$ touch contracts/FamilyRecipe.sol

In the FamilyRecipe.sol file, we define the smart contract.

pragma solidity ^0.6.4;
import ‘@openzeppelin/contracts/token/ERC721/ERC721.sol’;
import ‘@openzeppelin/contracts/utils/Counters.sol’;
contract FamilyRecipe is ERC721{
using Counters for Counters.Counter;
Counters.Counter private _counter;
mapping(string => uint8) public hashes;

constructor() public ERC721(‘FamilyRecipe’, ‘REC’) {

function mintREC(address recipient, string memory hash, string memory metadata) public returns(uint256) {
hashes[hash] != 1,
“Hash has already been used!”
hashes[hash] = 1;
uint256 newRECId = _counter.current();
_mint(recipient, newRECId);
_setTokenURI(newRECId, metadata);
return newRECId;

As you can see, we first import OpenZeppelin’s implementation of the ERC-721 token, aptly named ERC721, as well as another function that we will use later in our smart contract. We then define our contract instance naming it FamilyRecipe and use the is keyword provided by Solidity to declare it as an instance of ERC721 so that it will inherit the properties and methods of the standard.

We now define the functionality of our smart contract. We first include the Counters library within our contract. This library provides counters that can only be incremented or decremented by one to achieve a variety of use cases. We will use this functionality to issue IDs for our ERC-721 token. We include this library with the using keyword provided by Solidity. This keyword allows us to use a library within a contract.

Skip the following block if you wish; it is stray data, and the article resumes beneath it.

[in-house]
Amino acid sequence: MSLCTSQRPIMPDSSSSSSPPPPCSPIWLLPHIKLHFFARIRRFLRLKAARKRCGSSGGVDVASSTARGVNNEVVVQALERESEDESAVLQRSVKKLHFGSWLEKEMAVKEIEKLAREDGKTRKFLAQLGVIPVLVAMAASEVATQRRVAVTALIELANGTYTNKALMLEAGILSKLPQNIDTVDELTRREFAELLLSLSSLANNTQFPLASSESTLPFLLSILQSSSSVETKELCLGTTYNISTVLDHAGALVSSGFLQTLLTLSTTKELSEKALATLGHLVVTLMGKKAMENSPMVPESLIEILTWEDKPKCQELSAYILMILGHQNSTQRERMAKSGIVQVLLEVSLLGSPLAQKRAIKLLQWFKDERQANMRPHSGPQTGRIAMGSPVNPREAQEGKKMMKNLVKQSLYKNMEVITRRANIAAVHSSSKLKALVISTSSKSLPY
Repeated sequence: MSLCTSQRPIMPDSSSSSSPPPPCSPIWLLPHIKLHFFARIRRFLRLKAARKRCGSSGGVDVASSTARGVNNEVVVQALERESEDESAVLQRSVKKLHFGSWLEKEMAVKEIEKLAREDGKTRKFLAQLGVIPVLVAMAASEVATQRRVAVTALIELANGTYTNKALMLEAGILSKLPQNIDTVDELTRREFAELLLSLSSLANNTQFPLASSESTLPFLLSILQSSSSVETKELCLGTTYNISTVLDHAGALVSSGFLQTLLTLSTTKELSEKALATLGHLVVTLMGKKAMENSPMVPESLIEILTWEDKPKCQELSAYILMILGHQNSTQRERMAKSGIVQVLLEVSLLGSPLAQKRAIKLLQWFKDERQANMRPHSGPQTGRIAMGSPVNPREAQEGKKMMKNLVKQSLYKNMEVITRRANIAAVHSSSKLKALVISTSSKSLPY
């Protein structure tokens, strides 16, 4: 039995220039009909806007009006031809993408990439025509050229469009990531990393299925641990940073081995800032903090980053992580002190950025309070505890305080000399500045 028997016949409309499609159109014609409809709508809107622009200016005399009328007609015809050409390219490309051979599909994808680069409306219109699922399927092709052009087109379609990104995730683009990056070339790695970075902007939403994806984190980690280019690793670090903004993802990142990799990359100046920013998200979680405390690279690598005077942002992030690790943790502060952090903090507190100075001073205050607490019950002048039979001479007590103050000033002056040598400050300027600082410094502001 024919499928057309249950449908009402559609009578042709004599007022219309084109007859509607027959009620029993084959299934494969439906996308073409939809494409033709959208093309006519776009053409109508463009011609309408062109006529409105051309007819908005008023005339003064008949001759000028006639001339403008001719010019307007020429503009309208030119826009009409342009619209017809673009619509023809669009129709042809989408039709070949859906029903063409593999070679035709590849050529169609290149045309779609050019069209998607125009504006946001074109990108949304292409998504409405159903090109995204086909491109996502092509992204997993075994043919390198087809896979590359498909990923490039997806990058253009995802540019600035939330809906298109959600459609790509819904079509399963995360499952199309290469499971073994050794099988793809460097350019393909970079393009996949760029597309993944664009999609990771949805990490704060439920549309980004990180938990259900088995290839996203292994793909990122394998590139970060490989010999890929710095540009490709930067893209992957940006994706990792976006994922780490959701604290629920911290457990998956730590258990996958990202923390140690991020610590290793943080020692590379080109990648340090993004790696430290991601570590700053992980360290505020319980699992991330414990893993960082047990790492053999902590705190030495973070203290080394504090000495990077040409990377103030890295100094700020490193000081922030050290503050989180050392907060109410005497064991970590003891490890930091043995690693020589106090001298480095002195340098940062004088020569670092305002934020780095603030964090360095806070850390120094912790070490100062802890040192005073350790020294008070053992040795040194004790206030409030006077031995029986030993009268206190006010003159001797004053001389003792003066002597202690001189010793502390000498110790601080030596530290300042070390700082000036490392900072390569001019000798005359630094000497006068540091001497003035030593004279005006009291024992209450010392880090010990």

$ open node_modules/\@openzeppelin/contracts/utils/Counters.sol

We can see by opening the Counters.sol file that Counters is indeed a library and it provides methods like current and increment which we will use later in our contract. Writing using Counters for Counters.Counter allows us to use any of the methods described in the Counters library on any value of type Counter within our FamilyRecipe contract. We do this in the proceeding line where we declare a private variable named _counter of type Counters.Counter which we will use to uniquely identify each of our tokens as they are minted. We then declare a public variable hashes of type mapping which will enable us to track that freshly minted tokens do not contain the same data as previously minted tokens.

Next, we add a constructor function for our FamilyRecipe contract. This function will run when our contract is deployed. Our contract inherits a constructor function from its ERC721 parent which we will repurpose for our contract. Let’s take a look at this function.

$ open node_modules/\@openzeppelin/contracts/token/ERC721/ERC721.sol

Opening the ERC721.sol file reveals its contents.

constructor (string memory name_, string memory symbol_) public {
_name = name_;
_symbol = symbol_;

The inherited constructor takes two string variables as arguments. These will be used as the name and symbol when viewing these with Ethereum clients like MetaMask. We pass ‘FamilyRecipe’ and ‘REC’ as arguments here.